What Moves Must the Cubs Make to Contend?
The Chicago Cubs have begun the rebuilding process. Theo Epstein, Jed Hoyer, and Jason McLeod reflect the new direction that the Ricketts family wants to take this franchise. While a front-office cleansing is a good place to start, in order to win quickly, free agency must be addressed.
Pitching or hitting? Big bats or sabermetric-friendly players? The front office has a lot of choices to make, and here are the 10 most vital targets for Chicago to pursue, not only for the future, but the present.
It starts at the top, and Mike Maddux has proven his worth as a pitching coach, which is an area the Cubs must improve upon quickly. Maddux took a Rangers squad with an already minuscule ERA, and lowered it. Problem solved for the North Siders.
Mike Maddux's brother is also a member of Chicago's front office, as well as a pretty good pitcher himself; does Greg Maddux ring a bell?
The Maddux brothers can begin to build a rotation that deserves to contend in the National League.
Yu Darvish is more than just an investment on the field; he can increase the footprint of the Chicago Cubs' international exposure. I've already explained how his acquisition is more of a sure thing than most Japanese players, but let's review.
He's 25 years old, hitting his prime, and his numbers haven't fluctuated in the last four years. He would give Chicago a chance to compete, while still being able to develop under the plan of Theo Epstein.
With an eye on the future, why waste money on a player's prime years, when Carlos Pena is an option that you already know his numbers?
28 HR and 80 RBI is something that would be worth $10 million a year, while allowing the future to hone their skills in the farm system. Yes, Pena did hit .175 with RISP, but the 2012 Cubs will struggle to put players on base, as well as in scoring position.
This is a process, and signing a big hitter at first could hurt the franchise in the long run.
These Power Rankings are based off the future, while still contending in 2012. Sizemore, when healthy, is an option for this version of the Chicago Cubs, for the right price.
When healthy, Sizemore is an athletic outfielder with power as well as Gold Glove skills.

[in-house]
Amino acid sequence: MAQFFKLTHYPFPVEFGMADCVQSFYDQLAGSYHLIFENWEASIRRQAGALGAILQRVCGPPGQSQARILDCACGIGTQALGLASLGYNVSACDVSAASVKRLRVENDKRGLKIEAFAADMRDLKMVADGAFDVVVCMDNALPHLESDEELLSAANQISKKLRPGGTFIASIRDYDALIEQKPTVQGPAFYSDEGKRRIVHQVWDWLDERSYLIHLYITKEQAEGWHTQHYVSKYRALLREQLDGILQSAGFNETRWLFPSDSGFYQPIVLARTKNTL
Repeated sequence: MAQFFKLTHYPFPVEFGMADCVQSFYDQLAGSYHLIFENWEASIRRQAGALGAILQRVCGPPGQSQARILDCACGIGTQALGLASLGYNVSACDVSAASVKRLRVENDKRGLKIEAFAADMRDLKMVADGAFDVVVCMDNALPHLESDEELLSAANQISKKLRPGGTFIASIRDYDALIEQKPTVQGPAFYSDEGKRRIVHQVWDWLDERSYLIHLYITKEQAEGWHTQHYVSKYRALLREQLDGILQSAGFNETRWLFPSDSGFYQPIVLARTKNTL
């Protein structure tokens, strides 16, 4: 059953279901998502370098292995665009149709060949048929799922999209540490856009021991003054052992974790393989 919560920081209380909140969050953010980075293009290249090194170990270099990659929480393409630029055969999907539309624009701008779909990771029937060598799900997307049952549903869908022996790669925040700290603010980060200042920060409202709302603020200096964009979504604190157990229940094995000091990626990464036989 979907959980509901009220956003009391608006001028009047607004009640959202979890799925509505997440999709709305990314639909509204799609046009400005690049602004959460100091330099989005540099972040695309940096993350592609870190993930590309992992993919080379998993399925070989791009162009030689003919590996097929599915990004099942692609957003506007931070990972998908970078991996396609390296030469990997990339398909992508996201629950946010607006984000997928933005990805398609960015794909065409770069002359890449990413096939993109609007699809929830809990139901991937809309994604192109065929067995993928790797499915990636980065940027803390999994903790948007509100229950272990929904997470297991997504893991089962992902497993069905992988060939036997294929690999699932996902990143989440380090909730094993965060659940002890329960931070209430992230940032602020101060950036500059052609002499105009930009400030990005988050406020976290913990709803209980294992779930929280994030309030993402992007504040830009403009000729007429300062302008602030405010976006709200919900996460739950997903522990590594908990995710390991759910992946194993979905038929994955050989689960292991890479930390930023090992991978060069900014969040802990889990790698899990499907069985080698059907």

Having been injured for the majority of the last two seasons, his price is affordable, and he could be a good fit for a rebuilding Cubs squad.
He's a hot commodity on the free agency market, mainly because he produces year in, year out.
As a career .272 hitter, he'd be a welcome addition to the 2012 Cubs roster, and would be a phenomenal placeholder for Brett Jackson and Co.
Yoennis Cespedes is a Yu Darvish-like acquisition; he produces in the present, while building for the future.
He's a five-tool outfielder that has scouts deeming him the best out of Cuba, perhaps forever.
If Pena is to sign with another squad, then the Cubs' front office needs to spend big on first base, and Prince Fielder is the player they should target. He's a workhorse, having missed 10 games in the past seven years, with production levels remaining steady during that period.
The Cubs would be wasting his prime during the rebuilding effort, but Fielder at even 80 percent is better than a majority of the National League at the position.
CJ Wilson is an enigma for the Chicago Cubs. If they hire Mike Maddux, then it's a natural progression. If they bring Wilson on without familiarity, it could blow up as an awful hire.
Wilson is someone to consider, but unless he has consistency in his coaching staff, it's impossible to predict what he'd do in the National League.
Buehrle is the antithesis of what the Cubs are looking for; at 32 years old, his production is bound to decline, and he would be worthless when Chicago begins to complete.
In terms of current production, Buehlre would give the Cubs another 200 inning workhorse, and allow them to develop not only a bullpen, but players on the starting rotation.
His 2011 salary was ridiculous ($14 million), but would be acceptable for a much lower number.
Leaving Albert Pujols off a Power Ranking would be unfair to his production during the last decade. Unfortunately, unless Fielder, Darvish, Wilson and Cespedes say no to the Cubs' overtures, he is the last option for Epstein and Co.
Pujols does not match the organization's stated plans for rebuilding with youth, and Pujols' age is in question already, so signing a 31-year-old to a nine-digit contract is the exact thing Chicago cannot do.
If he were available for $22 million a year, though...a Cubs fan can dream, I suppose.